|PROF. MIRA SEN (BANERJEE) C.M.E. ARTICLE
|Year : 2011 | Volume
| Issue : 1 | Page : 5-13
Reconstructions of eyelid defects
Professor Emeritus Oculoplastic Surgery. Sankara Nethralaya; Senior Plastic Surgeon Apollo Hospital, Retired Professor and Head of the Department of Burns, Plastic and Reconstructive Surgery Kilpauk Medical college and Hospital, Chennai, India
|Date of Web Publication||21-May-2011|
21 Besant Road, Royapettah Chennai-600 014, Tamil Nadu
Eyelids are the protective mechanism of the eyes. The upper and lower eyelids have been formed for their specific functions by Nature. The eyelid defects are encountered in congenital anomalies, trauma, and postexcision for neoplasm. The reconstructions should be based on both functional and cosmetic aspects. The knowledge of the basic anatomy of the lids is a must. There are different techniques for reconstructing the upper eyelid, lower eyelid, and medial and lateral canthal areas. Many a times, the defects involve more than one area. For the reconstruction of the lid, the lining should be similar to the conjunctiva, a cover by skin and the middle layer to give firmness and support. It is important to understand the availability of various tissues for reconstruction. One layer should have the vascularity to support the other layer which can be a graft. A proper plan and execution of it is very important.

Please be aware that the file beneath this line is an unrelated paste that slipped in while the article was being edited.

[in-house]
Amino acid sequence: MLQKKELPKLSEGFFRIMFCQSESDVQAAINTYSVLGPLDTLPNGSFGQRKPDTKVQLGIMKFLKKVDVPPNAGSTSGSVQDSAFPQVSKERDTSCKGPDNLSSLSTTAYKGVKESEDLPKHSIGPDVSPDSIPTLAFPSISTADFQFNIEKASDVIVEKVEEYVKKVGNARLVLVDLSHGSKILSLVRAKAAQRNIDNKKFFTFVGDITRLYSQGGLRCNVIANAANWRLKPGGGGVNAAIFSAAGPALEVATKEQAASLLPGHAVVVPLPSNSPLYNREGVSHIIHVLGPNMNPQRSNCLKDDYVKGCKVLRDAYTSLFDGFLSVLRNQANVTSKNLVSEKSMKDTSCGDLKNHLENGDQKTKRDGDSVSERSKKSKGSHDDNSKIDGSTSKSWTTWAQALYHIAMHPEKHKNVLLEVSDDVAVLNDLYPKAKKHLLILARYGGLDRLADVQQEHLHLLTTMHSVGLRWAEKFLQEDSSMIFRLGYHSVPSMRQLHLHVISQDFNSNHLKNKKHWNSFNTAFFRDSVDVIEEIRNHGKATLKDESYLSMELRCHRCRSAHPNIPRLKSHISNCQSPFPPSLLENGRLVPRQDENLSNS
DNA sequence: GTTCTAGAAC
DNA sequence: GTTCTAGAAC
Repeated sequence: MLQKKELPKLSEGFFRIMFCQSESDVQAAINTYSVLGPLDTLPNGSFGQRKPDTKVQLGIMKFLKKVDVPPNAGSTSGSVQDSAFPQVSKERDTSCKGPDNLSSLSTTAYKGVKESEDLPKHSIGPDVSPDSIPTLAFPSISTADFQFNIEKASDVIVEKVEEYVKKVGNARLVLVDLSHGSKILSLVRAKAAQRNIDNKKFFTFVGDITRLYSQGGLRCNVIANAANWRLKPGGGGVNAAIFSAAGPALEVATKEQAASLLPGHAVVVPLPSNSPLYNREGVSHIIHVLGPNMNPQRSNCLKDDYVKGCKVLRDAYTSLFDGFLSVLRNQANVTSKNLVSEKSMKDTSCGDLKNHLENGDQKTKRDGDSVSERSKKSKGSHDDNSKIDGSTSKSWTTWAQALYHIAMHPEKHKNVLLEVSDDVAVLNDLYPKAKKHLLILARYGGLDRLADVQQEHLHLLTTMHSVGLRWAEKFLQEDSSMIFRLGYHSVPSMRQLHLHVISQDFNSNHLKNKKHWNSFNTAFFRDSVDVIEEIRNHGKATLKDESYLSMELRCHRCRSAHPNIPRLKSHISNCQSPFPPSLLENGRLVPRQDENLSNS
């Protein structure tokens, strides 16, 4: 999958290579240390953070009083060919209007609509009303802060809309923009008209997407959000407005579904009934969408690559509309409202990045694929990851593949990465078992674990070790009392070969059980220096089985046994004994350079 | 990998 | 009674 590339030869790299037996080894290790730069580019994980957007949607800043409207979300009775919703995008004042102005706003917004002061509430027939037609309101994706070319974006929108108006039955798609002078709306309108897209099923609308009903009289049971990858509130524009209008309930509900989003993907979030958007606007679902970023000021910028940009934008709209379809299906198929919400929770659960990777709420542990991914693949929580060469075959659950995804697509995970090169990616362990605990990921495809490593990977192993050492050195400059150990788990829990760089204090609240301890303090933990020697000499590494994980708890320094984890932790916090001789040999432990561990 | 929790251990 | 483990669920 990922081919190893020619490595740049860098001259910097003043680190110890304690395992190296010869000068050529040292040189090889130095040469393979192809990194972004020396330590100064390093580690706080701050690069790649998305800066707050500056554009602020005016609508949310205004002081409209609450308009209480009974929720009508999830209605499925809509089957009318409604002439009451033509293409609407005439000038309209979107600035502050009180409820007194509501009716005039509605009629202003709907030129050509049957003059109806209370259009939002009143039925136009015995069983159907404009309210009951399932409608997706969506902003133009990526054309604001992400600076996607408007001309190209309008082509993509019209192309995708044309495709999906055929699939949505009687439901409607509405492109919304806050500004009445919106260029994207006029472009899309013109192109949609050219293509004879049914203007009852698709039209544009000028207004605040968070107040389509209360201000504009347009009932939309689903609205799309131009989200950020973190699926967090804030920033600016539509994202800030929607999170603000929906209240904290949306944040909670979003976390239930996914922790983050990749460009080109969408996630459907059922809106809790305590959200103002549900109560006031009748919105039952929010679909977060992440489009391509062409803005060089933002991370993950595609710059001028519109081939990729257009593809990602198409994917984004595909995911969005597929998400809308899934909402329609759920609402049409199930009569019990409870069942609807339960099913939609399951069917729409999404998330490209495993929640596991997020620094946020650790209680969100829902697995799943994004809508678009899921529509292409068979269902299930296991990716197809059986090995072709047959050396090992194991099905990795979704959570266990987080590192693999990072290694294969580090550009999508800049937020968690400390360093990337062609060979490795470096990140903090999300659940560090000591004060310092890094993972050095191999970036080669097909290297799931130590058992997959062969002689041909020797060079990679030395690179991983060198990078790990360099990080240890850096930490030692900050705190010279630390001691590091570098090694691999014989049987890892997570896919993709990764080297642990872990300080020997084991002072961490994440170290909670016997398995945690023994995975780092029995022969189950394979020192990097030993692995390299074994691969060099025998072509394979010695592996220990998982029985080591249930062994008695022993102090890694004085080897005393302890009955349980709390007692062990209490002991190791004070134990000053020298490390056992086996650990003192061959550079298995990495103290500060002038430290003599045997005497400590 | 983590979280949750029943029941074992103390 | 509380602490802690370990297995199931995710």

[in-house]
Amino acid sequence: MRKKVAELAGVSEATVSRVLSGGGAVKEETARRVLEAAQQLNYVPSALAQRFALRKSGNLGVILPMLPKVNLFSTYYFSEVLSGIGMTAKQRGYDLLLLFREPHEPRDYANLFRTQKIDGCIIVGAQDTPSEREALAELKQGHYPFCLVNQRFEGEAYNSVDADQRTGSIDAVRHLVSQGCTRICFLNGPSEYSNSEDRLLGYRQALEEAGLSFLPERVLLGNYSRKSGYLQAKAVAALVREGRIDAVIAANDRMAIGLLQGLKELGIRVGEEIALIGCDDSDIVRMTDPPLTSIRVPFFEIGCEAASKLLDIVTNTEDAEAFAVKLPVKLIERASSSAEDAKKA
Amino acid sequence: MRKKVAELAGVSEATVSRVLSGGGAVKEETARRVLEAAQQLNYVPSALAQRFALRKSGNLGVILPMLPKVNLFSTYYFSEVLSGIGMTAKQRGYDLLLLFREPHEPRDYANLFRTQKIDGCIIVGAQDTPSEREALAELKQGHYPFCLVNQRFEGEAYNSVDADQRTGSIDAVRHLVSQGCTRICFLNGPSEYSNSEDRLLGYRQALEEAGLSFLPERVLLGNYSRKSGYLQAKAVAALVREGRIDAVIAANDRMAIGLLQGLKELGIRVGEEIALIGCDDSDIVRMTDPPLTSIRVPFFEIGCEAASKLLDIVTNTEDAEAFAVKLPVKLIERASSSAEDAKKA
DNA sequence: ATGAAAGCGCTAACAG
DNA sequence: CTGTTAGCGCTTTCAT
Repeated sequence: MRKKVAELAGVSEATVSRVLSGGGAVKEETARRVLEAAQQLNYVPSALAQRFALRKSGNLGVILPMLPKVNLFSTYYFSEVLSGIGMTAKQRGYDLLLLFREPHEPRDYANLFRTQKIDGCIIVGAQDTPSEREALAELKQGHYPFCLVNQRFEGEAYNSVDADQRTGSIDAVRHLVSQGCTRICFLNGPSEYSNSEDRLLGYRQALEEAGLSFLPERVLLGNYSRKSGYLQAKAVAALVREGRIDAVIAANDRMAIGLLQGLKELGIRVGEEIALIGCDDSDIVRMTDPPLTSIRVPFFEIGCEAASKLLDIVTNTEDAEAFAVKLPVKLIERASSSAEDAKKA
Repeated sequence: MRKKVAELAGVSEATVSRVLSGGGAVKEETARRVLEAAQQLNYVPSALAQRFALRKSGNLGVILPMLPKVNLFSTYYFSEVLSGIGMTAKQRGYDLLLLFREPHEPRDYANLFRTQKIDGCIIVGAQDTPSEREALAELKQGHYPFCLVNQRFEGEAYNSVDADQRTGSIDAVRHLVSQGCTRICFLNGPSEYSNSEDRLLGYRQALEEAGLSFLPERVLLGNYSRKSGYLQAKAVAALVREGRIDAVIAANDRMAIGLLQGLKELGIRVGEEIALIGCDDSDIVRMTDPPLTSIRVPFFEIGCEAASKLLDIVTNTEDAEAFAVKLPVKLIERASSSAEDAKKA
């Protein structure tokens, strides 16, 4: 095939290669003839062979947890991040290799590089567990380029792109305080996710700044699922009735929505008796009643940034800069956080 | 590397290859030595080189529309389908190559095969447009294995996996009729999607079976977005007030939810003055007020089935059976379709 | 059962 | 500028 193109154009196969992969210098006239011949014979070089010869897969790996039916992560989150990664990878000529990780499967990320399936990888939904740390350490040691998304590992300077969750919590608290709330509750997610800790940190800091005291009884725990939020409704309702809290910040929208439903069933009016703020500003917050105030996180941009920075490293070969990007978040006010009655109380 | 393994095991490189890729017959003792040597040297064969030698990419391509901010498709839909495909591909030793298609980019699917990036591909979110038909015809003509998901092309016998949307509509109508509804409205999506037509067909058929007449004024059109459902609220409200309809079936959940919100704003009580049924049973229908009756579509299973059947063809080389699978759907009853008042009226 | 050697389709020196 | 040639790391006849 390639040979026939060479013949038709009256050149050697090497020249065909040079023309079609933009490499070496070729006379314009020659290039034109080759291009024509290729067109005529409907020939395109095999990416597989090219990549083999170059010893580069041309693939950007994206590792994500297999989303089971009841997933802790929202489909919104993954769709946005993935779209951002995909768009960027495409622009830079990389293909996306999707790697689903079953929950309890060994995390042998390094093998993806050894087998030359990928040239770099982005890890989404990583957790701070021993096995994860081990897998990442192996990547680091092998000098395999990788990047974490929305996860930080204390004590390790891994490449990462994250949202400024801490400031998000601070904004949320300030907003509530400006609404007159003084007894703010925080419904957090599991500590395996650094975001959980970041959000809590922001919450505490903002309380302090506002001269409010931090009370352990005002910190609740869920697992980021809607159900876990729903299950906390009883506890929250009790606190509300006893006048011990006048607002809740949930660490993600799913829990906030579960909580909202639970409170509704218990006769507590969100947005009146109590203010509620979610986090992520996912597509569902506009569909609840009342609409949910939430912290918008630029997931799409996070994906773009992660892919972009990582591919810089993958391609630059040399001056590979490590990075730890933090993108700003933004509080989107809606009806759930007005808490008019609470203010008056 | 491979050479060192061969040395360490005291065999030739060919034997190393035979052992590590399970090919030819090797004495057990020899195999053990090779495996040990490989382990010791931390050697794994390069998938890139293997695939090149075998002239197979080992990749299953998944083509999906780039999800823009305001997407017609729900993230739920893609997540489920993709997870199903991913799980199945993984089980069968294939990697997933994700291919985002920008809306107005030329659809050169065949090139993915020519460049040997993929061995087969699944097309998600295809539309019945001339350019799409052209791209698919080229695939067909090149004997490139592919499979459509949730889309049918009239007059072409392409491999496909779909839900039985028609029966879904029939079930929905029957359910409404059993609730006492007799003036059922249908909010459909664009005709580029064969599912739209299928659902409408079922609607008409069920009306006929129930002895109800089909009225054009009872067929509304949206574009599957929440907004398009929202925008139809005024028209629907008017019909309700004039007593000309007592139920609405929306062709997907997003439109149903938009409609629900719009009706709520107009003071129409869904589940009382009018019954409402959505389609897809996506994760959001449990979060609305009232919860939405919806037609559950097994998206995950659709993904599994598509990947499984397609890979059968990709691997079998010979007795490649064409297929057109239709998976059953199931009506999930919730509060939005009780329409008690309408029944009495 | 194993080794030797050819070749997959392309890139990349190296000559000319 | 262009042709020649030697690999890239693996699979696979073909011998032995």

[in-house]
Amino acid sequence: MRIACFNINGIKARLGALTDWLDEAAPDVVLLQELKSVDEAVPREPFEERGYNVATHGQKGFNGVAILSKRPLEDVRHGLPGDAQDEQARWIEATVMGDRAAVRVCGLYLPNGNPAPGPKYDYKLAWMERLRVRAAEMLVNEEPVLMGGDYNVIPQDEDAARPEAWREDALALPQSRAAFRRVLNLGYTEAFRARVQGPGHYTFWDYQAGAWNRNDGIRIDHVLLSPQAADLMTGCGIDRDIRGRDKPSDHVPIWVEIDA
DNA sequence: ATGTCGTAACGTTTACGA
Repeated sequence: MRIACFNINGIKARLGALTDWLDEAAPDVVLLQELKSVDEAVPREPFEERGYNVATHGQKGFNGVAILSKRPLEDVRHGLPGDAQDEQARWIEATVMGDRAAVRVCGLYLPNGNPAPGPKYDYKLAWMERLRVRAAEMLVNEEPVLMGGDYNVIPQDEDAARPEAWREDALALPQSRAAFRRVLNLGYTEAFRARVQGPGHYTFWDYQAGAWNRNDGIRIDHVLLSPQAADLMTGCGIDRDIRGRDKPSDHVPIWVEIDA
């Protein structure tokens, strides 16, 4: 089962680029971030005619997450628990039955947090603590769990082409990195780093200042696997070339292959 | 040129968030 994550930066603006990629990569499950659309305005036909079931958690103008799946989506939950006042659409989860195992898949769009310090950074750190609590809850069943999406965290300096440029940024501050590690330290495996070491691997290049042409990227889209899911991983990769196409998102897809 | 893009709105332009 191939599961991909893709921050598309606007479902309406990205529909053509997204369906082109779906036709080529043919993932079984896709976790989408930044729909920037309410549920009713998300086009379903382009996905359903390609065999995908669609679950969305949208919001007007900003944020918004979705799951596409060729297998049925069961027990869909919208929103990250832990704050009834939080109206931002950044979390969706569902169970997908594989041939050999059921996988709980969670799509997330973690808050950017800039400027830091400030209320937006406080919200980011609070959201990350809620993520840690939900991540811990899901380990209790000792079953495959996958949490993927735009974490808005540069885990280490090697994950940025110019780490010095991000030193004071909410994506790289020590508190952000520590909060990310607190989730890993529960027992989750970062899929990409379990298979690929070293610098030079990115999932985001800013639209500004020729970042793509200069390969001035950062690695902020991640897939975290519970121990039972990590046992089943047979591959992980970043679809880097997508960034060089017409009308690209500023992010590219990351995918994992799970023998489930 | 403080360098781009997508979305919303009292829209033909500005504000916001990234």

Keywords: Anterior lamella; conjunctiva; eyelid reconstructions; posterior lamella; Tarsal plate
|How to cite this article:|
Subramanian N. Reconstructions of eyelid defects. Indian J Plast Surg 2011;44:5-13
| » Introduction|| |
Eyelids are complex structures and pose a challenge for reconstruction. They play an important role in protecting the globe from trauma, excessive light, and in maintaining the integrity of tear films and moving the tears toward the lacrimal drainage system. The beauty and expression to the eye is given by the lids and muscles in it. Upper and lower eyelids have been formed for their specific functions by Nature. To undertake the reconstruction of the eyelids, it is very important to understand few basic anatomical features of the eyelids.